Legal empowerment is increasingly recognized as a key approach for addressing socio-structural determinants of health and promoting the well-being and human rights of vulnerable populations. Legal empowerment seeks to increase people’s capacity to understand and use the law. However, limited consensus remains on the effectiveness of legal empowerment interventions in optimizing health outcomes. Leveraging a meta-narrative approach, we synthesized literature describing how legal empowerment interventions have been operationalized and empirically studied with respect to health determinants. The studies included here document diverse legal empowerment approaches and highlight how interventions changed the context surrounding the health of vulnerable populations. The absence of robust conceptualization, operationalization, and measurement of the risk contexts in which legal empowerment approaches operate limits the clarity with which interventions’ impact on health can be ascertained. Despite this, legal empowerment is a promising approach to address the health of marginalized populations. To foster support between the fields of legal empowerment and health, we explore the limitations in study design and measurement of the existing evidence base; such scrutiny could strengthen the rigor of future research. This paper provides a guide to the socio-structural levels across which legal empowerment interventions impact health outcomes in order to inform future interventions.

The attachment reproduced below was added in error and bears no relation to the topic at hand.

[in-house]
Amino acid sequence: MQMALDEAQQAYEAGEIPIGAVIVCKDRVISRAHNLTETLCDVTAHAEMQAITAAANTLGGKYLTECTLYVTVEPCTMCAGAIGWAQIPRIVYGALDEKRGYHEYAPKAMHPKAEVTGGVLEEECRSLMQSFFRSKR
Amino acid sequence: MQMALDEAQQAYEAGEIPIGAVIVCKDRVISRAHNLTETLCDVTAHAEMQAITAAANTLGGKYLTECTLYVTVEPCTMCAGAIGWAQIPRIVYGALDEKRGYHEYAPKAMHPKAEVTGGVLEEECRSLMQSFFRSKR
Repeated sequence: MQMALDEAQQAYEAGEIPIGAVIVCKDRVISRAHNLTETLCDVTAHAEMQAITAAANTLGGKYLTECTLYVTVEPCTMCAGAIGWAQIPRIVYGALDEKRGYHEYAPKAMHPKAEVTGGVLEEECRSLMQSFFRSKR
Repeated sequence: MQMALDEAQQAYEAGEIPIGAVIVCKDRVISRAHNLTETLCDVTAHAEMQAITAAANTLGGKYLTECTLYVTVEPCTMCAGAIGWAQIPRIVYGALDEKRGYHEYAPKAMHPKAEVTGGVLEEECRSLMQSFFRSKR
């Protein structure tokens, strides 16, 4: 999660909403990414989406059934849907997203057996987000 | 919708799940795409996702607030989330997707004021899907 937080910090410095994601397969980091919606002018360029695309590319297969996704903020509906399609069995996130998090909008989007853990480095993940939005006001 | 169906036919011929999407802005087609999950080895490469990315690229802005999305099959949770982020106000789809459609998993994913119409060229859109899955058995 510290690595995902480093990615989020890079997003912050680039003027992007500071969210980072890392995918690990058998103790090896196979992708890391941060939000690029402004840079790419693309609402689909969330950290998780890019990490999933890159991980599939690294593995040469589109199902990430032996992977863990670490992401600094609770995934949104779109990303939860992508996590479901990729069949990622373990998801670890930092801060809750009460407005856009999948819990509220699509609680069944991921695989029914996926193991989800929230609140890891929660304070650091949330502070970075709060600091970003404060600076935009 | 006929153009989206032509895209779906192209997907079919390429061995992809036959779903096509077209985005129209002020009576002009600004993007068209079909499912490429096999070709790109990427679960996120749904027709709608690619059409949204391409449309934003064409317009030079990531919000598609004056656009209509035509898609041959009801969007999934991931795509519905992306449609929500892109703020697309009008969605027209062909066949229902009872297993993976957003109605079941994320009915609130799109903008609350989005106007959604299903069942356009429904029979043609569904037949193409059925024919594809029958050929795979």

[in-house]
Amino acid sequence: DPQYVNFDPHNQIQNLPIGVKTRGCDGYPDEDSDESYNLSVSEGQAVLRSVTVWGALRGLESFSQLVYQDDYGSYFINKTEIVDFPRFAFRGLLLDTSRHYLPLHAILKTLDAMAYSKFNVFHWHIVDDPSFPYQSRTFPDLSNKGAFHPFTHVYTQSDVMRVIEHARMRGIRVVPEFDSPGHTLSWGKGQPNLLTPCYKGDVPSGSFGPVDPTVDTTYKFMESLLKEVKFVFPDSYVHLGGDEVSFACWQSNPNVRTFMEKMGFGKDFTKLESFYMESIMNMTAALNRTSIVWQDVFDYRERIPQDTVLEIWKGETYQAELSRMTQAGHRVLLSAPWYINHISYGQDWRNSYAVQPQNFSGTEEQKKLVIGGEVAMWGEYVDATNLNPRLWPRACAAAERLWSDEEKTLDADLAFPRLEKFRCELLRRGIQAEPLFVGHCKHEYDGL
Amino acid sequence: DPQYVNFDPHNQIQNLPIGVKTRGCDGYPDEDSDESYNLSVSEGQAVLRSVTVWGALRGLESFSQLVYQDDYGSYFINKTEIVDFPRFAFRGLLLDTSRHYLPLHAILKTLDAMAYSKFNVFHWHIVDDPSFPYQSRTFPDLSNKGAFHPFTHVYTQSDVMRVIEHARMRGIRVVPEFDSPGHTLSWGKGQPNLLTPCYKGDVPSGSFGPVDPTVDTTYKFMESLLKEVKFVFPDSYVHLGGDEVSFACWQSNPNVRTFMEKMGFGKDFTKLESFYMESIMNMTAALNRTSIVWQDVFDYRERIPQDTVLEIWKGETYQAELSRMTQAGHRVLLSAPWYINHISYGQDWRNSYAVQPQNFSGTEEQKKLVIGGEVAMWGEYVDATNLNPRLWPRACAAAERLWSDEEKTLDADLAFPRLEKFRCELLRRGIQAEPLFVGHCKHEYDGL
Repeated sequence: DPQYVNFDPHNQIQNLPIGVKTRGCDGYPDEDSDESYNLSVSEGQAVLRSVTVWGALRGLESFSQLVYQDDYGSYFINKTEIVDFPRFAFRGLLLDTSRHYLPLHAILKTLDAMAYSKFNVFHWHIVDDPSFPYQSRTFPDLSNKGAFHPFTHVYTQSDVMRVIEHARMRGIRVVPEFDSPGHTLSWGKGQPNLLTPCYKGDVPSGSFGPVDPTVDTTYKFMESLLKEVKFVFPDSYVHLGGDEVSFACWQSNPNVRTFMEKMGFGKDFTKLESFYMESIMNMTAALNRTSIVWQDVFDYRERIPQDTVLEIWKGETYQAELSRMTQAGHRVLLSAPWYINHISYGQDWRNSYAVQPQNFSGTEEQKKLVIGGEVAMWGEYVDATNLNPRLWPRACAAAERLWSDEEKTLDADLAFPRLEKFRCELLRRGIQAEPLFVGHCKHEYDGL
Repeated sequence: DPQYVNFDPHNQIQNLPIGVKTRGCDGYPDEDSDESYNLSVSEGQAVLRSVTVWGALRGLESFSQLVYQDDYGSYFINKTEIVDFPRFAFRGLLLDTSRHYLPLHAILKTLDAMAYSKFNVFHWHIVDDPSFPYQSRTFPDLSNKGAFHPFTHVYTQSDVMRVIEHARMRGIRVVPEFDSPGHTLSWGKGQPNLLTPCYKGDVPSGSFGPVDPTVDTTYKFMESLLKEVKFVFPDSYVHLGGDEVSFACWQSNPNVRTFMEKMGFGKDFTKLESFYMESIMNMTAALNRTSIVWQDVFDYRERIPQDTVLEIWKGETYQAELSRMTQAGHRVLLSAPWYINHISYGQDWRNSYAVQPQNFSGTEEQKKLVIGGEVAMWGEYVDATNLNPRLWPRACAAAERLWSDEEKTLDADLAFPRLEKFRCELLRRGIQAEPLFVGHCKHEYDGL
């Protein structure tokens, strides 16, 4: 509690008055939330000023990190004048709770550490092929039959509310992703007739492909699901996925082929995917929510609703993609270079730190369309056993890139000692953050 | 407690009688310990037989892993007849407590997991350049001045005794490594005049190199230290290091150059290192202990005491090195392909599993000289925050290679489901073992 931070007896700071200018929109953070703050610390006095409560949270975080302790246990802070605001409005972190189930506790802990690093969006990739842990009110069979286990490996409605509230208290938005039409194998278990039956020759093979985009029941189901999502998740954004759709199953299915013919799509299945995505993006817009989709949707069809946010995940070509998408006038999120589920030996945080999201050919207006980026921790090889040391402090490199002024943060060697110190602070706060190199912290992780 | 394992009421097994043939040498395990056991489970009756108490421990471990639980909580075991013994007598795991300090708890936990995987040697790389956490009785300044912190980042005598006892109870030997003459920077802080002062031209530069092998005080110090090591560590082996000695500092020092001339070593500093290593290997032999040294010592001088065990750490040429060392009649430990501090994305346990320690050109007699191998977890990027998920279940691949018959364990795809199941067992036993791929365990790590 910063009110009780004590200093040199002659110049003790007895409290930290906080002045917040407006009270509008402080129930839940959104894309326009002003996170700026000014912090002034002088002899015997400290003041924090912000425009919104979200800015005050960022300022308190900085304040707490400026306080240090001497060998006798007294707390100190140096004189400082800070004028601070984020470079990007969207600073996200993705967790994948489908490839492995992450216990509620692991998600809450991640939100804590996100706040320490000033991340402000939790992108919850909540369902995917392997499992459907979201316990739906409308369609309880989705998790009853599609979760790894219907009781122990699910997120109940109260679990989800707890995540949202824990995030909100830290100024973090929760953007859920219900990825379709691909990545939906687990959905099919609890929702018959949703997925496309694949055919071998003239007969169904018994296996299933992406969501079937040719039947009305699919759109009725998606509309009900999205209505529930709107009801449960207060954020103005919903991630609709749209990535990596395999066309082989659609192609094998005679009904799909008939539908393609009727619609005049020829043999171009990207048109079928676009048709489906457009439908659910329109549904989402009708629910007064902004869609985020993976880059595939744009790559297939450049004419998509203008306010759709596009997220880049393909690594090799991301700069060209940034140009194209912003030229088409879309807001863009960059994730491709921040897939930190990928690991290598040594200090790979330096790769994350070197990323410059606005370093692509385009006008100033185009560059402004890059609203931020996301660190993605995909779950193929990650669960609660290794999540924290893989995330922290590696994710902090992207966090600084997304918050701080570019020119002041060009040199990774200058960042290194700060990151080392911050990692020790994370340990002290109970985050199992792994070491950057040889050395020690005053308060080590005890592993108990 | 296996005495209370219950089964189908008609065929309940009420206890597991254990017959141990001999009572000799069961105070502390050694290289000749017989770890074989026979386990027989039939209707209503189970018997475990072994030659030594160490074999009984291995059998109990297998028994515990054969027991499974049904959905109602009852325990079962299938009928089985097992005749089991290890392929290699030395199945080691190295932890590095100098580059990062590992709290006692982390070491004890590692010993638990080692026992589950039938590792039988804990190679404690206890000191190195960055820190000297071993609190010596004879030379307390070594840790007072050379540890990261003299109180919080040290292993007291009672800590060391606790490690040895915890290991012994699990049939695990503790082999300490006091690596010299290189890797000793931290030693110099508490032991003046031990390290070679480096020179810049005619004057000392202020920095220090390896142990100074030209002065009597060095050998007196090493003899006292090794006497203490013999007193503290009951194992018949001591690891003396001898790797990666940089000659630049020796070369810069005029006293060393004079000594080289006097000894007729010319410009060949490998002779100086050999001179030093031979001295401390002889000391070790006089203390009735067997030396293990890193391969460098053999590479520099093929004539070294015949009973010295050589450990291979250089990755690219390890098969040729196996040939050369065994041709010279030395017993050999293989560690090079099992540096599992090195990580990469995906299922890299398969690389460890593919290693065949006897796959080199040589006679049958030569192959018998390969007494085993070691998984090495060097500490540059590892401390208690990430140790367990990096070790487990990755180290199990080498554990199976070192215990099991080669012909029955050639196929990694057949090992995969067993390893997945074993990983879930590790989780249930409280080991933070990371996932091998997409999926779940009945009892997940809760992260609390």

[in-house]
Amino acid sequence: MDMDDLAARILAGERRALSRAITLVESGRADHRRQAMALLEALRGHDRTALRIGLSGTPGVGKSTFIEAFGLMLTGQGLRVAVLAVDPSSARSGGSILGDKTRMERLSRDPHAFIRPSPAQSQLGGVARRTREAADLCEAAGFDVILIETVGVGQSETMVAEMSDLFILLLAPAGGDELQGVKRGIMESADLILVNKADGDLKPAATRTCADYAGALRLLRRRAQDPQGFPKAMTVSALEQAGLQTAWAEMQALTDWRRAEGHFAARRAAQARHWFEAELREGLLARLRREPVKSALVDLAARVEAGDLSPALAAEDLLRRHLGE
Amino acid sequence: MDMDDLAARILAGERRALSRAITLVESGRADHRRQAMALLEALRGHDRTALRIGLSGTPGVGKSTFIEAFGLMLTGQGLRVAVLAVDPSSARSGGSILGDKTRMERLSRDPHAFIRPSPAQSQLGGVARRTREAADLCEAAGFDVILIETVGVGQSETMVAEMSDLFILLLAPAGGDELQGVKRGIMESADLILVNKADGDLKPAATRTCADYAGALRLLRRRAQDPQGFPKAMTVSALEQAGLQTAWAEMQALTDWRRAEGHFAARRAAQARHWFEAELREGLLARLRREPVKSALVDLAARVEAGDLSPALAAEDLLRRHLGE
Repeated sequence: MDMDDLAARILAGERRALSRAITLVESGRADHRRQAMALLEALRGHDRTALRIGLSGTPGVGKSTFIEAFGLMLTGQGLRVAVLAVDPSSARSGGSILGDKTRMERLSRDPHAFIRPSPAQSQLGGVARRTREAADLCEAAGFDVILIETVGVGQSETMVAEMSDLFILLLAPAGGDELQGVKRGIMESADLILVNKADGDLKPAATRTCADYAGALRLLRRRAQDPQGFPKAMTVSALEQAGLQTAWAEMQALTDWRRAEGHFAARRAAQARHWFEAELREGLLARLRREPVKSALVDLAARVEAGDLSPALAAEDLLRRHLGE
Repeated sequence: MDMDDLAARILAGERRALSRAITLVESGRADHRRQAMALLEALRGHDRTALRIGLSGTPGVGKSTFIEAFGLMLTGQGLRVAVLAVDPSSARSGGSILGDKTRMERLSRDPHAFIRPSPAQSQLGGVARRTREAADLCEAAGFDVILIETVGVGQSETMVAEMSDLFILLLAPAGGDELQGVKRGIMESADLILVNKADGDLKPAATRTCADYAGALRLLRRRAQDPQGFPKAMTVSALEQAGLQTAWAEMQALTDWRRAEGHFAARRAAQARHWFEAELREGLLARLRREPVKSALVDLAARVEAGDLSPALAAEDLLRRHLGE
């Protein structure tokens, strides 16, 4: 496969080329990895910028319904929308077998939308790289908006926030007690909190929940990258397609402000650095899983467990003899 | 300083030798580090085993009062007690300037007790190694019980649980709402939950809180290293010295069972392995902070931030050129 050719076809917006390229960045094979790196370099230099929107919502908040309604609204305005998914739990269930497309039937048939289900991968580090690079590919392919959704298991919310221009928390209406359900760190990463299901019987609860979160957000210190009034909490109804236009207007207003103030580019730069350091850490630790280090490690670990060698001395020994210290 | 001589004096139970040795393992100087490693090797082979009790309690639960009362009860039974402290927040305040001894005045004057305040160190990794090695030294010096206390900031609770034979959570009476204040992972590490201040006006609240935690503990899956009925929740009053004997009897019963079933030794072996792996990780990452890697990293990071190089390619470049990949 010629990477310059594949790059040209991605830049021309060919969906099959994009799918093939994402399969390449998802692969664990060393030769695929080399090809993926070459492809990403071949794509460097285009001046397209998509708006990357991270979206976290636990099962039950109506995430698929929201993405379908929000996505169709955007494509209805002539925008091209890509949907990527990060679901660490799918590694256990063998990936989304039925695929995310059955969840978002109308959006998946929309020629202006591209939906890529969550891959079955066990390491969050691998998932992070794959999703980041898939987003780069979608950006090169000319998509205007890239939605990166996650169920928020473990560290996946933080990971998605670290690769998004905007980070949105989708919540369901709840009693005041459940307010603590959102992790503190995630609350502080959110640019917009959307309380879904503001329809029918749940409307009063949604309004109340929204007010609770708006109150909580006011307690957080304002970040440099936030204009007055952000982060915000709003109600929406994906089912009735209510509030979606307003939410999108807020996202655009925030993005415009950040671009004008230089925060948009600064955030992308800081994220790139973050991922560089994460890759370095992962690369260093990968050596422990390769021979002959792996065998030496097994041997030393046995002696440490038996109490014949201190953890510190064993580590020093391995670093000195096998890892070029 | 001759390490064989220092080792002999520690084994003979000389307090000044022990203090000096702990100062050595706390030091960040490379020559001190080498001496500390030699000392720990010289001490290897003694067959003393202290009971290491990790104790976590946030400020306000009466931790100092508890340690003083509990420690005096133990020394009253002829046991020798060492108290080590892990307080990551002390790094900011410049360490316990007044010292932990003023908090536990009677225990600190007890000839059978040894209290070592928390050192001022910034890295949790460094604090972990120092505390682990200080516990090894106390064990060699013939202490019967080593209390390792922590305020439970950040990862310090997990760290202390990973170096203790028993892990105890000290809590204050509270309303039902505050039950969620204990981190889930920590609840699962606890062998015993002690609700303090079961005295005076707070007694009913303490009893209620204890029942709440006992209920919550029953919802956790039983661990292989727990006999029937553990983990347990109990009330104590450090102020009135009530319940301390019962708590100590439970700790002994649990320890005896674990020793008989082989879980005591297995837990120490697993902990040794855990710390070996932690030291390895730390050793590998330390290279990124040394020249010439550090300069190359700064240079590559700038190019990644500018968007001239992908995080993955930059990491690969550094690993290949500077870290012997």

Collaboration as an Organization Design for Shared Purpose

By Paul S. Adler, Charles Heckscher

Toward Permeable Boundaries of Organizations? Research in the Sociology of Organizations

2018

“Shared purpose,” understood as a widely shared commitment to the organization’s fundamental raison d’eˆtre, can be a powerful driver of organizational performance by providing both motivation and direction for members’ joint problem-solving efforts. So far, however, we understand little about the organization design that can support shared purpose in the context of large, complex business enterprises. Building on the work of Selznick and Weber, we argue that such contexts require a new organizational form, one that we call collaborative. The collaborative organizational form is grounded in Weber’s value-rational type of social action, but overcomes the scale limitations of the collegial form of organization that is conventionally associated with value-rational action. We identify four organizational principles that characterize this collaborative form and a range of managerial policies that can implement those principles.


GIS&T and Geodesign

By Darren Ruddell, Kelleann Foster

The Geographic Information Science & Technology Body of Knowledge (3rd Quarter 2018 Edition)

2018

Geodesign leverages GIS&T to allow collaborations that result in geographically specific, adaptive and resilient solutions to complex problems across scales of the built and natural environment. Geodesign is rooted in decades of research and practice. Building on that history, is a contemporary approach that embraces the latest in GIS&T, visualization, and social science, all of which is organized around a unique framework process involving six models. More than just technology or GIS, Geodesign is a way of thinking when faced with complicated spatial issues that need systematic, creative, and integrative solutions. Geodesign holds great promise for addressing the complexity of interrelated issues associated with growth and landscape change. Geodesign empowers through design combined with data and analytics to shape our environments and create desired futures.



Research Areas


Author


Research Topics